Rivers Project


Fish and Wildlife Management

Wildlife Habitat and Flyways

The wildlife habitats along the Mississippi River are important to a large number of migratory birds. Mature forested floodplain habitats in the Upper Mississippi, usually consisting of maples, cottonwoods and willows, are important to colonial-nesting birds such as herons, egrets, and double-crested cormorants. Farther south in the Lower Mississippi alluvial valley, bald cypress, gum, elm and various species of oaks provide important breeding, migration and winter habitat for numerous migratory birds. Neotropical migratory birds depend on these forests and brushy habitats for migration and breeding; studies have demonstrated the importance of this migration corridor to the species of migrants whose numbers are declining. The Mississippi River floodplain forest is also important to the bald eagle both for nesting and wintering habitat.

Most of the area within the floodplain of the river is wetland or converted wetland; this type of habitat is vital to many species of dabbling ducks for both migration and breeding. Both blue-winged teal and mallards nest on islands or in grasslands adjacent to the river, while wood ducks use tree cavities in the forests. Most importantly, the large, deep open pools of the river created by dams are vital to diving ducks, chiefly canvasback, redhead, lesser scaup and ring-necked ducks. Chief species using the Mississippi alluvial valley, which extends from southern Illinois to the coastal marshes of Louisiana, are the Mississippi valley and eastern prairie populations of Canada geese, snow geese, lesser white-fronted geese, and ducks such as gadwall, mallard, green-winged teal, American wigeon, American black duck, and northern pintail. Many other species of ducks use the river wetlands in lesser numbers.


The Mississippi River supports one of the most diverse fisheries in the world. One-third of all freshwater fish species in North America (195 species, live in the Mississippi River (Fremling et al. 1989). The diversity of the species generally increases from north to south. This diverse abundance of fish depends on many different aquatic habitat types including tailwaters, main channel, main channel border, side channel, and backwater habitat.

In three of the four pools in the study area (Pool 24, Pool 25 and Pool 26), three aquatic zones occur. The upper end of each pool most closely mirrors the river’s water level. In these areas, impoundment has had the least effect on the water levels. In this portion of the pools, marsh development is limited, and the pre-impoundment condition of deep sloughs and wooded islands are most common. As flows increase, the upper end of the pool becomes deeper until open river conditions exist. In the middle of each pool, impounded water is backed up over islands and floodplain wetland, spreading the river out over a large area. Water level remains relatively stable until open river conditions exist. Marsh development has occurred in the middle portion of the pools. Immediately above each dam (the lower pool), water was impounded to a depth that precluded most marsh development. At present, most of the lower pools’ area is deep, open water except when flows increase and water level decreases. As noted for each zone of the pool, water levels change when pool operation is manipulated by use of a hinge point.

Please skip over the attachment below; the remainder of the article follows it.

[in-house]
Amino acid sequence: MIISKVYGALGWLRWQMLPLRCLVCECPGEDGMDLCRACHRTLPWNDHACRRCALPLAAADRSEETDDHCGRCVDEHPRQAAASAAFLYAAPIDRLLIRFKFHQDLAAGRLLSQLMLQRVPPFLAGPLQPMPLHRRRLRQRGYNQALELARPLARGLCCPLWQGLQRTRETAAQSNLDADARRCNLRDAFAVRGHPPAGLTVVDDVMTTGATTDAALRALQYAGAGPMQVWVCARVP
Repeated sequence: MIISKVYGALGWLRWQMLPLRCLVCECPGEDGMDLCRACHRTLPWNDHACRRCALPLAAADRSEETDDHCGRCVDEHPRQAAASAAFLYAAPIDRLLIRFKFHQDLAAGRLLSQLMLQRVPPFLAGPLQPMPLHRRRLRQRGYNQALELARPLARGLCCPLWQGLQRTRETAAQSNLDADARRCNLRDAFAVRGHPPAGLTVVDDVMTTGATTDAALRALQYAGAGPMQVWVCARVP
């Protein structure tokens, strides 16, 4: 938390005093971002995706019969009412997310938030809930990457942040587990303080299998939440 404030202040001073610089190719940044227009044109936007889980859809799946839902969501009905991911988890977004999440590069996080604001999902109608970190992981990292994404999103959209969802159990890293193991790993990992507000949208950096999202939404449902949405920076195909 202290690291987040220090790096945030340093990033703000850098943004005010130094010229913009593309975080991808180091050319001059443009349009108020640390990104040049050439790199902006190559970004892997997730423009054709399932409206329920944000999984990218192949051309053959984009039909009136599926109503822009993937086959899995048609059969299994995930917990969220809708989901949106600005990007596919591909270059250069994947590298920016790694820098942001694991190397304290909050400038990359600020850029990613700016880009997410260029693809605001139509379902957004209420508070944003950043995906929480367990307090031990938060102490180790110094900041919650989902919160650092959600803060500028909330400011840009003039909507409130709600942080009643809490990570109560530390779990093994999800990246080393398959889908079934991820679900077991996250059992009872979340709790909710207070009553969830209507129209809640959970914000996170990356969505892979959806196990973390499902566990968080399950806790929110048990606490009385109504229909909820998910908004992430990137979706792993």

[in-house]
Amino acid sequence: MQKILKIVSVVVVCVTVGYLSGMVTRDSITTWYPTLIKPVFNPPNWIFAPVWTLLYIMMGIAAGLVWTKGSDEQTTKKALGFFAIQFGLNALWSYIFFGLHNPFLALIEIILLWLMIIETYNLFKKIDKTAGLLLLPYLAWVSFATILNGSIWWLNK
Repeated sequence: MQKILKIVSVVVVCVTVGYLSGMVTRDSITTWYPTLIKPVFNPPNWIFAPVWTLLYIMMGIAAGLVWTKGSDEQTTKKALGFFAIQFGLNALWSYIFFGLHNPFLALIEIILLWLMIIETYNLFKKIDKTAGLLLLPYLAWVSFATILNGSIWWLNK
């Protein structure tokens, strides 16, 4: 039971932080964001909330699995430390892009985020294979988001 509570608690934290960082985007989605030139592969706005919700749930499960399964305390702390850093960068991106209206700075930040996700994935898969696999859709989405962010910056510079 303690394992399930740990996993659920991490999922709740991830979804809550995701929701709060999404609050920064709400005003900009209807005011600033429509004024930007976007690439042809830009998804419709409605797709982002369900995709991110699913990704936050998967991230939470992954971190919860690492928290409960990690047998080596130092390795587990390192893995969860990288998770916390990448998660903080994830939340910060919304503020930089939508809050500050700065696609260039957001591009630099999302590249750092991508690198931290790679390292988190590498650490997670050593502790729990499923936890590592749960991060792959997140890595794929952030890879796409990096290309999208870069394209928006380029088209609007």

Upland erosion and the sedimentation in downstream areas are major causes of reduced water quality and habitat destruction in most mid-western rivers and streams. Sedimentation in the backwaters of the Upper Mississippi River is a significant environmental problem.

Impounding the river has slowed the river current and increased silt deposition. Impounding the river has created backwaters and side channel habitat which benefits species like the largemouth bass, bluegill, and crappie that prefer still water. Riverine and sediment-tolerant species like the channel catfish, buffalo, drum and sturgeon still predominate in areas with current such as the main channel and main channel border.

In recent years the National Audubon Society through the Audubon Center at Riverlands has partnered with the Corps to study migratory birds in floodplain forests to help better understand their habitat needs and develop appropriate conservation goals. The Center's staff and volunteers have completed several years of on the ground forest bird monitoring using a rigorous standardized protocol for forest birds. The data collected from this effort and subsequent analysis has led to the development of a draft Upper Mississippi River Bottomland Forest Avian Stewardship Plan. The purpose of this planning effort is to develop a framework by which river habitat managers and supporting organizations can continue to study birds, use the data to analyze changes in bird populations and implement conservation measures to protect and improve bird habitat into the future on public lands.

DRAFT: Upper Mississippi River Bottomland Forest Avian Stewardship Plan